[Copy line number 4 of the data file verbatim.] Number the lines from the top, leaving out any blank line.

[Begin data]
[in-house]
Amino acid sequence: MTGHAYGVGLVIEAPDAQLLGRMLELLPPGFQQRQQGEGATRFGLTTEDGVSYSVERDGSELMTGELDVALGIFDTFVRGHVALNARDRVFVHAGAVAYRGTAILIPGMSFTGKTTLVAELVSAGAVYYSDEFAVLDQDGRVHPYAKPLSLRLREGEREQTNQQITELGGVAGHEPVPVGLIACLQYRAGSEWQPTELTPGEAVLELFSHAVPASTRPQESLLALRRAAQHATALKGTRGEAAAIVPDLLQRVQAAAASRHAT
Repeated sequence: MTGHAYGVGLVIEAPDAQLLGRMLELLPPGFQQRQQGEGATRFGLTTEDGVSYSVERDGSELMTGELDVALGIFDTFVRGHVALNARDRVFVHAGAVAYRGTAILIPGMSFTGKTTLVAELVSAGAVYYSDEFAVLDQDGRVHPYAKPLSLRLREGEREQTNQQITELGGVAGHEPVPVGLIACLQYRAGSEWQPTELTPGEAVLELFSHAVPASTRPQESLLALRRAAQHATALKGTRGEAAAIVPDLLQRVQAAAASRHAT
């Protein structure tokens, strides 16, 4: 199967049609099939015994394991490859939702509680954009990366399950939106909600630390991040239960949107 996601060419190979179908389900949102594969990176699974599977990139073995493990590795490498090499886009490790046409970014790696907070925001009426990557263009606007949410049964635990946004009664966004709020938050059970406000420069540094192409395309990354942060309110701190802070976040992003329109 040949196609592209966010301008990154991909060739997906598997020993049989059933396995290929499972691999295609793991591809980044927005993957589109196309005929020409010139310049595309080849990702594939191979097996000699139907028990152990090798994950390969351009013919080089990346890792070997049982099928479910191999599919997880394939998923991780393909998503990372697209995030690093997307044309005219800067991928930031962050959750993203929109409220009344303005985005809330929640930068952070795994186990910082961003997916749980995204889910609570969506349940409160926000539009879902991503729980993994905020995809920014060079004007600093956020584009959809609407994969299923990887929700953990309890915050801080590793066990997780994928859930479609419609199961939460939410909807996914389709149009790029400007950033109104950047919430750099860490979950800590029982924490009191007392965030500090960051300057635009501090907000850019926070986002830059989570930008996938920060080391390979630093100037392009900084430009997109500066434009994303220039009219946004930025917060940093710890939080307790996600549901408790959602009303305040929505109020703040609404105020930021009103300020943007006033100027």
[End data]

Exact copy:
């Protein structure tokens, strides 16, 4: 199967049609099939015994394991490859939702509680954009990366399950939106909600630390991040239960949107 996601060419190979179908389900949102594969990176699974599977990139073995493990590795490498090499886009490790046409970014790696907070925001009426990557263009606007949410049964635990946004009664966004709020938050059970406000420069540094192409395309990354942060309110701190802070976040992003329109 040949196609592209966010301008990154991909060739997906598997020993049989059933396995290929499972691999295609793991591809980044927005993957589109196309005929020409010139310049595309080849990702594939191979097996000699139907028990152990090798994950390969351009013919080089990346890792070997049982099928479910191999599919997880394939998923991780393909998503990372697209995030690093997307044309005219800067991928930031962050959750993203929109409220009344303005985005809330929640930068952070795994186990910082961003997916749980995204889910609570969506349940409160926000539009879902991503729980993994905020995809920014060079004007600093956020584009959809609407994969299923990887929700953990309890915050801080590793066990997780994928859930479609419609199961939460939410909807996914389709149009790029400007950033109104950047919430750099860490979950800590029982924490009191007392965030500090960051300057635009501090907000850019926070986002830059989570930008996938920060080391390979630093100037392009900084430009997109500066434009994303220039009219946004930025917060940093710890939080307790996600549901408790959602009303305040929505109020703040609404105020930021009103300020943007006033100027």